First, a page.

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Mesothelioma: Symptoms, Causes, Diagnosis and Treatment

8 min read

By Katherine George

Medically Reviewed by Dr. Gerald Morris

Mesothelioma affects tens of thousands of people every year. Like most cancers, there is no known cure, but there are plenty of treatment options available to keep it at bay. Cancer is a scary thought, no matter what type it is, it’s always better to be informed if you or a loved one is diagnosed with mesothelioma.

This article will give you a thorough summary of what mesothelioma is, what causes it, the most common symptoms, and the various treatment options that are available.

What is Mesothelioma?

Mesothelioma is a type of cancer that mostly affects the thin layer of tissue that surrounds the lungs. Less often this cancer occurs in other internal organs that are surrounded by a thin layer of tissue, for example, in the abdomen or the sac surrounding the heart. This layer is called the mesothelium.

What Causes Mesothelioma?

The primary cause of mesothelioma is exposure to asbestos, a substance formerly used in buildings for sound proofing, fire resistance, and insulation before we discovered how dangerous it was. Despite the risks, asbestos is still mined and widely used in many countries, especially developing ones. Even family members of those exposed to asbestos are at risk, as dust and fibers can come home on clothing or hair. The disease develops as fibers are inhaled into the lungs.

Exposure to talc (e.g., those who work in talc mines or mills or live near them) can also increase the risk of mesothelioma. Likewise, exposure to erionite (a zeolite mineral with similar properties to asbestos) can also increase the risk. Erionite is used in road surfacing in the United States, and even in home building materials in some European countries.

Some people who contract mesothelioma have no known exposure to asbestos at all, and a 2012 study found that people with a certain mutation in their BAP1 gene are at higher risk.

In very rare cases, mesothelioma has been linked to irradiation of the chest or abdomen. Also, animal studies have shown that simian virus 40 might aid in the development of mesothelioma, although human studies have proven to be more inconclusive.

Types and Symptoms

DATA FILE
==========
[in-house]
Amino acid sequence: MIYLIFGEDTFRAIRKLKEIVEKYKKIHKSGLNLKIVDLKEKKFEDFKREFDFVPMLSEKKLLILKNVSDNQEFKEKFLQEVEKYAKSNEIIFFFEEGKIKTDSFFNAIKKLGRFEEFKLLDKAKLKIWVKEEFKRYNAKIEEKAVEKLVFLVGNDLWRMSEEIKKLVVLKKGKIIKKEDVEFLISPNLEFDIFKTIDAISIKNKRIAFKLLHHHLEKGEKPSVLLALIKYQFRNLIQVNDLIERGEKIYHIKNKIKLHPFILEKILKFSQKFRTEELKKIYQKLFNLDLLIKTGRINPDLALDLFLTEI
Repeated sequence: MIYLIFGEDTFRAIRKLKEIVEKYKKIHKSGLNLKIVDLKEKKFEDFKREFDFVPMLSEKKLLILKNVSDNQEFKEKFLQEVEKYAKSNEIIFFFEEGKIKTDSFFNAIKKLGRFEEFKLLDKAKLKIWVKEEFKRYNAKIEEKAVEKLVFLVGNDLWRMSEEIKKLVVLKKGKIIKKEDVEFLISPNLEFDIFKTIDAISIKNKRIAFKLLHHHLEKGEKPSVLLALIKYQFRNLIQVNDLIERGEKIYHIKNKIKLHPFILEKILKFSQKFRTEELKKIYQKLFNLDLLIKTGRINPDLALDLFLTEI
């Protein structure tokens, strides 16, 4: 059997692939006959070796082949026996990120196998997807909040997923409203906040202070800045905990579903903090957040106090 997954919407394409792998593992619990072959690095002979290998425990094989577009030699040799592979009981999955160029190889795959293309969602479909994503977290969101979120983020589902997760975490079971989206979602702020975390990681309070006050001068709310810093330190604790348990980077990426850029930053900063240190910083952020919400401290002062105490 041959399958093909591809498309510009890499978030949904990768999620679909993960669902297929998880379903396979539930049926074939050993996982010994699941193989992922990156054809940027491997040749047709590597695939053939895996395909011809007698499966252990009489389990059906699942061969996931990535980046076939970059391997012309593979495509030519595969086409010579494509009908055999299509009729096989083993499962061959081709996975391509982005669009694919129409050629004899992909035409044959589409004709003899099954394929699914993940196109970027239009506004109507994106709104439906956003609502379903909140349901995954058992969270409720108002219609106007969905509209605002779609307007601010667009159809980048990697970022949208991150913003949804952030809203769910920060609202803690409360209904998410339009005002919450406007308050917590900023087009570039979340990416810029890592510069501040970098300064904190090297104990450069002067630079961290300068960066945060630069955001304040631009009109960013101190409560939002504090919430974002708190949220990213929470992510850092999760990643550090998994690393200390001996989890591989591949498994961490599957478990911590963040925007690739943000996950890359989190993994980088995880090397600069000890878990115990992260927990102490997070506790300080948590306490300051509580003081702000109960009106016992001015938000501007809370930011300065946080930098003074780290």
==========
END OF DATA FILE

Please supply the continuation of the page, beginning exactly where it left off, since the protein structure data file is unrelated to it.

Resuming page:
Mesothelioma often doesn’t appear until 20 to 50 years after exposure to asbestos, which results in most patients not being diagnosed until they are already in their late 40s, 50s, 60s, or 70s. There are a few different types of mesothelioma, each with slightly different symptoms.

Pleural Mesothelioma

The most common symptoms are shortness of breath, coughing, and chest pain due to fluid accumulating in the pleural space. Other likely symptoms are fatigue/anemia, wheezing or hoarseness, and coughing up mucus or blood.

Peritoneal Mesothelioma

Peritoneal mesothelioma causes abdominal swelling and pain, which is due to a buildup of fluid in the abdominal cavity. Other symptoms include weight loss, fever, night sweats, loss of appetite, vomiting, constipation, and hernias. The cancer can spread to other parts of the body, which can result in additional symptoms such as trouble swallowing or swelling of the neck and face. If a tumor forms and grows undetected, it can lead to severe abdominal pain, ascites, abdominal masses, problems with bowel function, and weight loss.

Pericardial Mesothelioma

Although not as common or as well characterized as the other types of mesothelioma, this version can directly impact the heart and its surrounding areas. Symptoms in these cases are serious, including constrictive pericarditis, heart failure, pulmonary embolism, and cardiac tamponade. Chest pain, shortness of breath, and heavy coughing are once again common symptoms. In this type of mesothelioma, the symptoms are generally caused by a tumor encasing the heart.